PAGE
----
That’s until y’ get to the preacher bullshit parts, which aren’t even singing, it’s pure Coven without any of the faux-black mass bullshit joy of that record, or the rose-tinted nostalgia-specs; a pathetic preacher which horribly sticks out of the disk, when Restored to One never needed to stoop to such pathetic parodic filth. It’s endlessly empty; even the moments where it accidentally harks back to the quality of Restored to One, Jamie Myers doesn’t come close to Jex Thoth, at its worst, it’s the sunshine pop-version of Process Church hymns and glorifies religious Mansonite scum while also laughing at them. Restored to One (my copy at least, bought at a Sabbath Assembly show, which was great, natch) is pure white; the booklet is white, the CD is white, the case is white. The new one comes in a beautifully presented booklet package in pure black, and that I think signifies its utter valuelessness. Ye Are Gods sounds like an alternative version of Restored to One that slipped out of a pan-dimensional gateway from an alternate earth where Marty McFly never invented rock and roll and the government never disallowed acid ‘cept now it’s vended by Starbucks equivalents and everyone is fulla bad acid and has to bore themselves constantly to keep from filling with murder frenzy. Ye Are Gods not only sounds like the product of people who didn’t make Restored to One, it sounds like the product of someone who didn’t even listen to Restored to One.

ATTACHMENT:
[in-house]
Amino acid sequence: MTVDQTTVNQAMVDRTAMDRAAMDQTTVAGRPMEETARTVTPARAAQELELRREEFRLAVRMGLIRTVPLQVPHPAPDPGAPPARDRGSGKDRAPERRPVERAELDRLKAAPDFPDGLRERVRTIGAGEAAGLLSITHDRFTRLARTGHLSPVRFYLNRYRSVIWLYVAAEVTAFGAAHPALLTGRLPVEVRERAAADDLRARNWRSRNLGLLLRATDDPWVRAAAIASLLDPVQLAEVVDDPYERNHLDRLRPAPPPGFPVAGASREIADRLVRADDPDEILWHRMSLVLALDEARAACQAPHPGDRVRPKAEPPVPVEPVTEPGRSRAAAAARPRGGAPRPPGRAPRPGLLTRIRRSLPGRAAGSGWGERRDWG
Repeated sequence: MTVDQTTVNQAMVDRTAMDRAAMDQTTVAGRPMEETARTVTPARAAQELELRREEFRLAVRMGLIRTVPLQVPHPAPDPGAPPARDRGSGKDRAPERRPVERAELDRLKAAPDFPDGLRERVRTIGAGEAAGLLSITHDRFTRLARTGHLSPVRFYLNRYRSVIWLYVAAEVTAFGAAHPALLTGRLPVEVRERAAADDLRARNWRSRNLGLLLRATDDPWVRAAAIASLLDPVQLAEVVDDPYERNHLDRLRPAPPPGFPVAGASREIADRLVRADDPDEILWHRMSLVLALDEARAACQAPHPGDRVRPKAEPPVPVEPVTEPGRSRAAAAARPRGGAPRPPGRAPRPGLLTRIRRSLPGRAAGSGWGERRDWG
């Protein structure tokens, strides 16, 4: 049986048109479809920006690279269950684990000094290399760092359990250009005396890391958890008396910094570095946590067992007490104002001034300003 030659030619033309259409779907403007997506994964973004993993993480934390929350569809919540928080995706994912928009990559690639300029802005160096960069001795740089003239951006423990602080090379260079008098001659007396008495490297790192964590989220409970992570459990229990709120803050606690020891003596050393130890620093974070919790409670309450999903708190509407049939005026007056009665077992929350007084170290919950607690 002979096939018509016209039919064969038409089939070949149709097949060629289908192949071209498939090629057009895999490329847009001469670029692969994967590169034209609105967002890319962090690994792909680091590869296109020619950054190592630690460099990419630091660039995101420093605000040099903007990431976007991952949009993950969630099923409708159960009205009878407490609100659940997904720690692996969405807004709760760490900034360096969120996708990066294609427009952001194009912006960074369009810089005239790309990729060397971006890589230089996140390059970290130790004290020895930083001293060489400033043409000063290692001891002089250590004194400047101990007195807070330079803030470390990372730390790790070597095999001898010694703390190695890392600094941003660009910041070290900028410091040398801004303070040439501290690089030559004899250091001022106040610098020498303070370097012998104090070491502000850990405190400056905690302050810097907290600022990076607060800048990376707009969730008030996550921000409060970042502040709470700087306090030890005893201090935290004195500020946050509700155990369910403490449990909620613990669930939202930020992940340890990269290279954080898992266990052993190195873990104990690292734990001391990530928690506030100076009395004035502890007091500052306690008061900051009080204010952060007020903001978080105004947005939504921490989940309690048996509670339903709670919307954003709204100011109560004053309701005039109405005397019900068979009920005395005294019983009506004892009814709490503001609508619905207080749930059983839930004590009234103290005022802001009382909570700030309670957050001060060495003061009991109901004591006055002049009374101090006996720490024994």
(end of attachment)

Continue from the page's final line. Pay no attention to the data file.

Written under duress by Steven.
Post script – after careful rumination on this utter piece of dry-wank, and Restored to One’s genius brilliance, I’ve been thinking this review was inevitable. For the longest time I believed that Restored to One was going to be a one off, a single record, a single tour (which I caught and was awesome, natch) because singing psychedelic hymns, even if they brought back Jex for this album and pulled at that same medieval peasant awestruck horror chord, it mighta just started to get dull. While they ring their bell with admirable gusto, I can’t help feeling it’s a bell that was only meant to be rung once. Maybe the idea is poisoned. Maybe, Dave Nuss and Jamie Myers, you oughta just have left it alone. Jex news is good news though and a European tour for her mountain-rubblers Jex Thoth this year points to a revival of the best band before sliced bread. Huzzah!